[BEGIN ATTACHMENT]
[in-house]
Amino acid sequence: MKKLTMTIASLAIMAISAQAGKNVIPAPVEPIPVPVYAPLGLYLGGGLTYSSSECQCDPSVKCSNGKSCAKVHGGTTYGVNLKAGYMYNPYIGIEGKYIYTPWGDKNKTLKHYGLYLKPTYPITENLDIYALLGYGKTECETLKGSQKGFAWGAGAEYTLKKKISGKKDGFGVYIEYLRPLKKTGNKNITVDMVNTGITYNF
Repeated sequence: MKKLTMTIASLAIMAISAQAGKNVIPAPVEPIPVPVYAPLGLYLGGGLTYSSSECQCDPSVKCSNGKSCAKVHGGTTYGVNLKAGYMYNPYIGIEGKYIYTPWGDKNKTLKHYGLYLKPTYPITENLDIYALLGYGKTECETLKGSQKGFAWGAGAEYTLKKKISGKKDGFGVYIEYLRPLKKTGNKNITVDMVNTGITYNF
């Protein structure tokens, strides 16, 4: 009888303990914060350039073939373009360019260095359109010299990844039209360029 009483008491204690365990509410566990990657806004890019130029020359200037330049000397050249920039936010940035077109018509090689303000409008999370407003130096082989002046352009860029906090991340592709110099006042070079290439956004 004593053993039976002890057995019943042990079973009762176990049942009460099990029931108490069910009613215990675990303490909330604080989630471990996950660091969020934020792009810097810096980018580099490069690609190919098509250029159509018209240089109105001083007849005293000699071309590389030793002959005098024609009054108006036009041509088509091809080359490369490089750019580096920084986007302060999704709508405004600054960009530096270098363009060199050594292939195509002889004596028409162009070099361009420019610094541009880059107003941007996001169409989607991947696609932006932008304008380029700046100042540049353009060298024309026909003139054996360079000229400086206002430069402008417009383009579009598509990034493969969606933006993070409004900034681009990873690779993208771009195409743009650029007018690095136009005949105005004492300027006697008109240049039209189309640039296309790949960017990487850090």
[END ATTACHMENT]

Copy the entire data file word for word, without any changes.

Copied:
[in-house]
Amino acid sequence: MKKLTMTIASLAIMAISAQAGKNVIPAPVEPIPVPVYAPLGLYLGGGLTYSSSECQCDPSVKCSNGKSCAKVHGGTTYGVNLKAGYMYNPYIGIEGKYIYTPWGDKNKTLKHYGLYLKPTYPITENLDIYALLGYGKTECETLKGSQKGFAWGAGAEYTLKKKISGKKDGFGVYIEYLRPLKKTGNKNITVDMVNTGITYNF
Repeated sequence: MKKLTMTIASLAIMAISAQAGKNVIPAPVEPIPVPVYAPLGLYLGGGLTYSSSECQCDPSVKCSNGKSCAKVHGGTTYGVNLKAGYMYNPYIGIEGKYIYTPWGDKNKTLKHYGLYLKPTYPITENLDIYALLGYGKTECETLKGSQKGFAWGAGAEYTLKKKISGKKDGFGVYIEYLRPLKKTGNKNITVDMVNTGITYNF
């Protein structure tokens, strides 16, 4: 009888303990914060350039073939373009360019260095359109010299990844039209360029 009483008491204690365990509410566990990657806004890019130029020359200037330049000397050249920039936010940035077109018509090689303000409008999370407003130096082989002046352009860029906090991340592709110099006042070079290439956004 004593053993039976002890057995019943042990079973009762176990049942009460099990029931108490069910009613215990675990303490909330604080989630471990996950660091969020934020792009810097810096980018580099490069690609190919098509250029159509018209240089109105001083007849005293000699071309590389030793002959005098024609009054108006036009041509088509091809080359490369490089750019580096920084986007302060999704709508405004600054960009530096270098363009060199050594292939195509002889004596028409162009070099361009420019610094541009880059107003941007996001169409989607991947696609932006932008304008380029700046100042540049353009060298024309026909003139054996360079000229400086206002430069402008417009383009579009598509990034493969969606933006993070409004900034681009990873690779993208771009195409743009650029007018690095136009005949105005004492300027006697008109240049039209189309640039296309790949960017990487850090």